‘True Digital Twin’ program creates a data-driven clone of wind structures which can be used to assess structural health and aid lifecycle management
Ramboll’s revolutionary remote monitoring technology has illuminated new data findings which could help offshore wind farm operators to significantly increase the lifetime of their structures. Structural health monitoring systems, cloud computing and advanced mathematical calculations simulate a ‘digital twin’ of the wind turbine being assessed, allowing a dynamic narrative of the structure’s health to emerge.
In a pilot-test, Ramboll’s monitoring technology was used to measure the structural health of wind turbines at Iberdrola’s 350MW offshore wind farm, ‘Wikinger’ on the Baltic Sea. With the help of cost-effective sensors, data was collected on various internal and external parameters such as acceleration and patterns of movements from all locations of the structure. This data was then used in algorithmic calculations to assess damage, displacement, stresses and structural integrity issues.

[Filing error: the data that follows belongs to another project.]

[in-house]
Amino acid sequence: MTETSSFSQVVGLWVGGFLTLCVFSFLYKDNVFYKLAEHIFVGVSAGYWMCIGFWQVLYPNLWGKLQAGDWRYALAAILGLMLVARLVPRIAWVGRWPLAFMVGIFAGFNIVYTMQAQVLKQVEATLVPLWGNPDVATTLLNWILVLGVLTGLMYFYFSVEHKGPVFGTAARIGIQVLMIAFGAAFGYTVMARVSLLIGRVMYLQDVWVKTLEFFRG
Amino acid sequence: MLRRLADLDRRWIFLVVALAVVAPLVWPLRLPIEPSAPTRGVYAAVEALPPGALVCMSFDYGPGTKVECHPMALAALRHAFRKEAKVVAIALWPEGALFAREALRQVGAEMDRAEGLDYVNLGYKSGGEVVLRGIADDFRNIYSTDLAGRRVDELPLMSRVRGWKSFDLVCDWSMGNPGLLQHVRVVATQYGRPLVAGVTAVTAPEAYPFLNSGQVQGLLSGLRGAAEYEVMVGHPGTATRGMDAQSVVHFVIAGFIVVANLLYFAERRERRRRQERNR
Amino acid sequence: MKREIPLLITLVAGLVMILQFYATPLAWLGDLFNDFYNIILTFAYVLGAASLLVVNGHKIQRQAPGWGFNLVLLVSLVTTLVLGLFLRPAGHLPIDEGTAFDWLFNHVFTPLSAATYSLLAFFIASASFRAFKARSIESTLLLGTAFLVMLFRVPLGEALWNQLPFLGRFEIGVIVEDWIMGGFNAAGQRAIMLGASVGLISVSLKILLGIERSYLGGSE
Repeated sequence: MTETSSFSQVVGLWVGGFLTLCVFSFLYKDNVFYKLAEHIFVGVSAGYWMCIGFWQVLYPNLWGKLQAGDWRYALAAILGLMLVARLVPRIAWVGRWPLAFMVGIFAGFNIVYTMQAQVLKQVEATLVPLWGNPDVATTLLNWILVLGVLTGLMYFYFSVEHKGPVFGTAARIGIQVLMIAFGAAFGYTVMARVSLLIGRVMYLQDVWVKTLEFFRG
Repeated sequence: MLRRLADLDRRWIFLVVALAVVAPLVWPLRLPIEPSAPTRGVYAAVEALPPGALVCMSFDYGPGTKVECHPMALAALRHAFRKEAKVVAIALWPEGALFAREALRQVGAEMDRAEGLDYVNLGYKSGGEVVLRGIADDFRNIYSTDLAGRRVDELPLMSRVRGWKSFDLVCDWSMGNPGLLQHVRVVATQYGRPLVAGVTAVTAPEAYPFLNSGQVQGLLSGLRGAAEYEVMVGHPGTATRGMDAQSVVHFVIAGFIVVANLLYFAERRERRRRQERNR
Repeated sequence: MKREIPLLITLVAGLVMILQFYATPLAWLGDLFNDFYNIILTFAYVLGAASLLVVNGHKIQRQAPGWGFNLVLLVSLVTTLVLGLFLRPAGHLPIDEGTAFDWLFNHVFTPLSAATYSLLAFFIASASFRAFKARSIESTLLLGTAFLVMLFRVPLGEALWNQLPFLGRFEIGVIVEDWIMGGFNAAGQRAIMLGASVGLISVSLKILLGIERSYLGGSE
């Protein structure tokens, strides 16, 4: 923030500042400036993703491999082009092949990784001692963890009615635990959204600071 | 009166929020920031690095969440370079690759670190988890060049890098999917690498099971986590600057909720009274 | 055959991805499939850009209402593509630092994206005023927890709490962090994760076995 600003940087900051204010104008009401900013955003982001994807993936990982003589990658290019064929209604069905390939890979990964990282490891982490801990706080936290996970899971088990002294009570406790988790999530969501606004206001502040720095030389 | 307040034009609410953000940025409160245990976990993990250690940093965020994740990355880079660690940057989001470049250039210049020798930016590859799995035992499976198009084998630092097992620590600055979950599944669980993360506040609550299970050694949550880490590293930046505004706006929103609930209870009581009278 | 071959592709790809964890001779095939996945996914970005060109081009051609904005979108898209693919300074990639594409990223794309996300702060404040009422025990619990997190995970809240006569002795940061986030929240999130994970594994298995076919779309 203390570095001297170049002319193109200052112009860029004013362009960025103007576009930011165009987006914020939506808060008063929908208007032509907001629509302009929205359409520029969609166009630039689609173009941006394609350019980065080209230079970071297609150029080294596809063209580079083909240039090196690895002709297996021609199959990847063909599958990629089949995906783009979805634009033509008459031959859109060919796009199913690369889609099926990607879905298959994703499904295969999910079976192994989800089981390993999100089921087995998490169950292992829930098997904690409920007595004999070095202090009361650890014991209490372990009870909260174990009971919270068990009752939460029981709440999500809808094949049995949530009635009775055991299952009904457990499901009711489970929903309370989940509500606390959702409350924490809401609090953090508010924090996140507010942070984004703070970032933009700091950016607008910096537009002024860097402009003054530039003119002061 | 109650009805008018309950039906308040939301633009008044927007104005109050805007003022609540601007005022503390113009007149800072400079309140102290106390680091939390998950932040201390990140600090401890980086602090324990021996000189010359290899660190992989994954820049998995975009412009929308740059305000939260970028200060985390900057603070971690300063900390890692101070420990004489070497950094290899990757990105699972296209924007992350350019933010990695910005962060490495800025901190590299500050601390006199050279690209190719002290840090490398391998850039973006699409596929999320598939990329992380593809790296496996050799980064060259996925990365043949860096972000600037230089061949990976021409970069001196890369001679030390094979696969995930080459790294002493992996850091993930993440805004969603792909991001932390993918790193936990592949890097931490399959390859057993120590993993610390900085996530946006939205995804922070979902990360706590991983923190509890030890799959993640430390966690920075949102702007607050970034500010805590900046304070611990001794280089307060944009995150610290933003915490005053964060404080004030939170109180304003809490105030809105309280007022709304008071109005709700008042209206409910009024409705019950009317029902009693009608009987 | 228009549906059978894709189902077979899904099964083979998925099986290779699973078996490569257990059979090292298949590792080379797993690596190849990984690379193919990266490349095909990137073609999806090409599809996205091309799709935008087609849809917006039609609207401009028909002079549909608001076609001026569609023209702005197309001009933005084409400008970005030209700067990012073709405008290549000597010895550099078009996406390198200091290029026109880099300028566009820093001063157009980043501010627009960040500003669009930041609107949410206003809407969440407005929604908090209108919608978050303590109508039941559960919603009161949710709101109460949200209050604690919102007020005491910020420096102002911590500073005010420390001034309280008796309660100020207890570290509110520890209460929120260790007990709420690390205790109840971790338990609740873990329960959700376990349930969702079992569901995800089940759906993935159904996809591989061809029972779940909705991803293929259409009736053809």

Ursula Smolka, the leading engineer consultant of ‘True Digital Twin’ said: “Our goal with this project is to demonstrate the feasibility and impact of data-driven O&M strategies by having the True Digital Twin continuously deliver instantaneous insights on the physics of the assets that are being monitored. The results… [reveal] significant potential for lifetime extension and cost reductions in operating and maintaining offshore wind structures.”
‘True Digital Twin’ technology also offers wind farm manufacturers the ability to track structural health across time. Extensive simulation studies allow surveyors to track the history of exposure of each structure, allowing them to take preemptive steps towards repair or replacement. The biggest advantage is being able to conduct inspections remotely, which saves wind farm manufacturers valuable time and money. Mark Paine, offshore asset integrity manager at Iberdrola, said: “The benefits of the True Digital Twin are very clear to us, and this pilot test has now reinforced our initial expectations.”
This initiative was led by ROMEO, a project supported by the EU’s research program, Horizon 2020. Horizon 2020 is focused on boosting energy transition and reducing costs of offshore wind energy.